Burbank: Disney Studios, Buena Vista, c1966. 18, balmy, Disney Studio drawings, on 18, individual, 14” X 10” sheets of 5 peg–hole, 16 field animation paper, 17 of them in black graphite, and 1 in blue pencil. The images of the 17 Poohs range in size from 6 1/2” tall for full figure, to 2 1/2” tall for expressive portraits. The 2 full figure drawings are numbered 77 and 107, the rest are portraits or 3/4, numbered 3, 5, 11, 55, 61, 65, 69, 73, 81, 89, 93, 127 and 129. The drawing of the Hundred Acre Wood, in blue, is a full page, 14” X 10” sketched background. Near fine. Near fine. Item #451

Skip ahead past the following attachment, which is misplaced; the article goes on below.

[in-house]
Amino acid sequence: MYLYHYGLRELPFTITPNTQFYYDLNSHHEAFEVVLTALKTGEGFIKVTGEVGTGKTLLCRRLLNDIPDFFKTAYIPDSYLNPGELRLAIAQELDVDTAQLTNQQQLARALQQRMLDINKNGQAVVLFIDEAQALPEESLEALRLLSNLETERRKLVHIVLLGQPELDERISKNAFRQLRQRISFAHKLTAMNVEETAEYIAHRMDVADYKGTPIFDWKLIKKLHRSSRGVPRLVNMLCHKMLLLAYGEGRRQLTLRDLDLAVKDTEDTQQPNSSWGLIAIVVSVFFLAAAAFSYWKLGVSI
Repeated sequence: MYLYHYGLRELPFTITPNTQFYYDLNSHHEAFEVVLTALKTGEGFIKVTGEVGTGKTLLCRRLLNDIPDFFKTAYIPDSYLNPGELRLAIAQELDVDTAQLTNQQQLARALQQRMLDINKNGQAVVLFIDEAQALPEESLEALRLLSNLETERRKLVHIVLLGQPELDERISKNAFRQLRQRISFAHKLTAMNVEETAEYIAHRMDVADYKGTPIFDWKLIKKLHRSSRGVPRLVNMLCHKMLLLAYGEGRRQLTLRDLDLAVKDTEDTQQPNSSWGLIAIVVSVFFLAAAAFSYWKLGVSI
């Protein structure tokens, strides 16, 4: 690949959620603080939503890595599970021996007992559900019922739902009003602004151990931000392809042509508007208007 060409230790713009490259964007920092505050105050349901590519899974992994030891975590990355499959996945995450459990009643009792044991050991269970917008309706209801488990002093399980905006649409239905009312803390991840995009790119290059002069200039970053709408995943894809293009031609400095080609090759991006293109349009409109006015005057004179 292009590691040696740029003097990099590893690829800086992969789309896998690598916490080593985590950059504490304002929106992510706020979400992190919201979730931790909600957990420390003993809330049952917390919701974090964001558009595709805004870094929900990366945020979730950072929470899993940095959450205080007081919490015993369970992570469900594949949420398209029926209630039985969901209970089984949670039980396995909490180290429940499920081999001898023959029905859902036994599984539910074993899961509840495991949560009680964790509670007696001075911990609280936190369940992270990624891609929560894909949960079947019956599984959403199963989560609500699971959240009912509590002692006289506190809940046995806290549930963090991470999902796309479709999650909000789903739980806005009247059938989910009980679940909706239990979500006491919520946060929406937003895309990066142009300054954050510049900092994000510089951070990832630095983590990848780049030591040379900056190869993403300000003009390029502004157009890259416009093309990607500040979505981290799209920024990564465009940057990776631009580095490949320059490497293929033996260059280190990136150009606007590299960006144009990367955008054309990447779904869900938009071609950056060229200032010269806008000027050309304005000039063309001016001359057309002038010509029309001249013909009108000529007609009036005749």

Pooh is awfully sweet and still popular, even in our edgier time when we’re all going to Hell unless God starts grading on a curve. And he’s widely acclaimed, with a nearly spotless social record, having been banned in only one small community, where anti Pooh Bear forces squealed that he caused YTD (youthful tendency disorder). Winnie was the last animation labor shepherded by Walt himself. The studio launched it with 3 shorts beginning in 1966 (Honey Tree, Blustery Day, and Tigger Too) then combined them into a 1977 feature film (The Many Adventures), which holds a unanimous critic approval rating of 100% on Rotten Tomatoes. And during all 4 film productions, no animals were injured.